HUESERA: THE BONE WOMAN is a new horror-drama from Mexico. A movie about becoming a mother and not feeling at home in this new role. Nightmares and strange visions plague Valeria and she seeks help. A chillingly realistic story. Read our full Huesera movie review here!

HUESERA: THE BONE WOMAN is a Mexican horror drama about motherhood. Or rather, it’s about finding your way again once your life has changed drastically. In that sense, it’s eerily similar to Baby Ruby which I did find worked better in many ways. However, the stories are also very different in many ways, so a direct comparison isn’t exactly fair.


Our review of Baby Ruby which works extremely well >

With a runtime of 93 minutes, this never drags on for too long or takes too many wild turns. Instead, it focuses on how sometimes, the things we dream of, aren’t what we truly want or need. That might sound very fluffy, but the “subtitle” of The Bone Woman does become a quite physical manifestation of this issue. And those chilling visions will haunt you!

Continue reading our Huesera movie review below. The film premieres theatrically on February 10, and on VOD on February 16, 2023.

A very real and present kind of terror

There are scenes in Huesera that stays with you. And not just the imagery, but the feeling it awakes in you. The sound of a baby crying or a new young mother, who feels like everything she does is wrong. And also feels like she might be going crazy.

Not sleeping – and having nightmares when you do or terrible visions when you don’t – is enough to drive anyone over the proverbial edge.

Yes, Huesera: The Bone Woman is a very uncomfortable movie to watch at times. During these moments, the horror is obvious. Whether it’s a classic horror moment or more of a psychological horror moment that some would label drama. And isn’t everything drama, when you get to the bottom of it anyway.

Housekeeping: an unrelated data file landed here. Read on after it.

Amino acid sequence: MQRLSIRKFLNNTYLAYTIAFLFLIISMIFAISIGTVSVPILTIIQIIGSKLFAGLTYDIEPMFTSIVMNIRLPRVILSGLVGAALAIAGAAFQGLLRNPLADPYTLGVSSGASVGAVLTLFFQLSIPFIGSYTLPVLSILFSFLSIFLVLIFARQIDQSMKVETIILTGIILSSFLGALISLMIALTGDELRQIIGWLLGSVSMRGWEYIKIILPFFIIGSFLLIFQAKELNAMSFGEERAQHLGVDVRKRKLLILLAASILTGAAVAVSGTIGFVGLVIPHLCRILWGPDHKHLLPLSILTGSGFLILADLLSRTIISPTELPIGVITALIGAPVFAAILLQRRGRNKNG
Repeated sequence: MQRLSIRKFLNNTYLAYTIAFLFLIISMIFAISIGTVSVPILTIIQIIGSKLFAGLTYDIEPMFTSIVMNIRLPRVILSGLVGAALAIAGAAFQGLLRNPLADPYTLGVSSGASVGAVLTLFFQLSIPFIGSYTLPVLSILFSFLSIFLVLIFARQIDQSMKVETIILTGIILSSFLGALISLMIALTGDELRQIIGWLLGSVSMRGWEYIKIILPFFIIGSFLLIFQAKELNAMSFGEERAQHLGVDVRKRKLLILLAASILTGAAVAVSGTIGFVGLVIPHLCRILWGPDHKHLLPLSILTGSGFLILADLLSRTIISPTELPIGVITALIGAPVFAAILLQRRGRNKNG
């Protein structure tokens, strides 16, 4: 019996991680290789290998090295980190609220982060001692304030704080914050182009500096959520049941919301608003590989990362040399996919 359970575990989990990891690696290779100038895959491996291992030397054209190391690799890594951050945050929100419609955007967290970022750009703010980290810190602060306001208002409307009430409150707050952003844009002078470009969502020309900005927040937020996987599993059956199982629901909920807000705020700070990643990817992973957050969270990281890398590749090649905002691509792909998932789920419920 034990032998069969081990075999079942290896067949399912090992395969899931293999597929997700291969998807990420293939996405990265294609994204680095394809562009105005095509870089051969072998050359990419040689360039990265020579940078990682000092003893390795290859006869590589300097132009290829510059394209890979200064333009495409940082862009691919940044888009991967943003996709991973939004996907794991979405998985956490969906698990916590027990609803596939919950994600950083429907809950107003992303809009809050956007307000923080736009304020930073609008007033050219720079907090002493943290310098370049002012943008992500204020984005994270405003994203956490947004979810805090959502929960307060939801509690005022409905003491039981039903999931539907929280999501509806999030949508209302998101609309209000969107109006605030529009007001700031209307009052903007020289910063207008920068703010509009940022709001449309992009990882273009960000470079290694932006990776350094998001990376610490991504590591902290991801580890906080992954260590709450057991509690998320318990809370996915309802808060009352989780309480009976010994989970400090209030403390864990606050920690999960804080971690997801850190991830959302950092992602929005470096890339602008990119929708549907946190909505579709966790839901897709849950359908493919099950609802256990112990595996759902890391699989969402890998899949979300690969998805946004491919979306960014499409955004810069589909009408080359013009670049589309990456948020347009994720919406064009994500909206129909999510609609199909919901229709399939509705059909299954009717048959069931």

For me, the worst moments are when the baby is involved. Don’t worry, I’ll give the “Does the dog die?!” answer right now; The baby does not die. This is not that kind of movie. But clearly, Valeria is scared that she might hurt her baby because she feels so out of control in her own life.

Huesera (2022) – Review | Horror-drama

Nightmares and strange visions

As the viewer of Huesera: The Bone Woman, you might find yourself thinking “This is clearly just a nightmare!”. However, our main character Valeria doesn’t know this. And sometimes, she has visions while she’s wide awake. Moments like these – when she witnesses terrible things that may or may not be real – obviously makes her doubt her sanity.

These moments worked really well for me. Most people can relate to not being believed when they feel they’re simply telling someone their truth.

And then there’s that sweet little baby, Valeria has given birth to. She clearly loves her baby, but also wants to desperately run away from the life she suddenly finds herself trapped in. A life where she is no longer the most important person – not to anyone around her – and where her every action is watched, questioned, and criticized.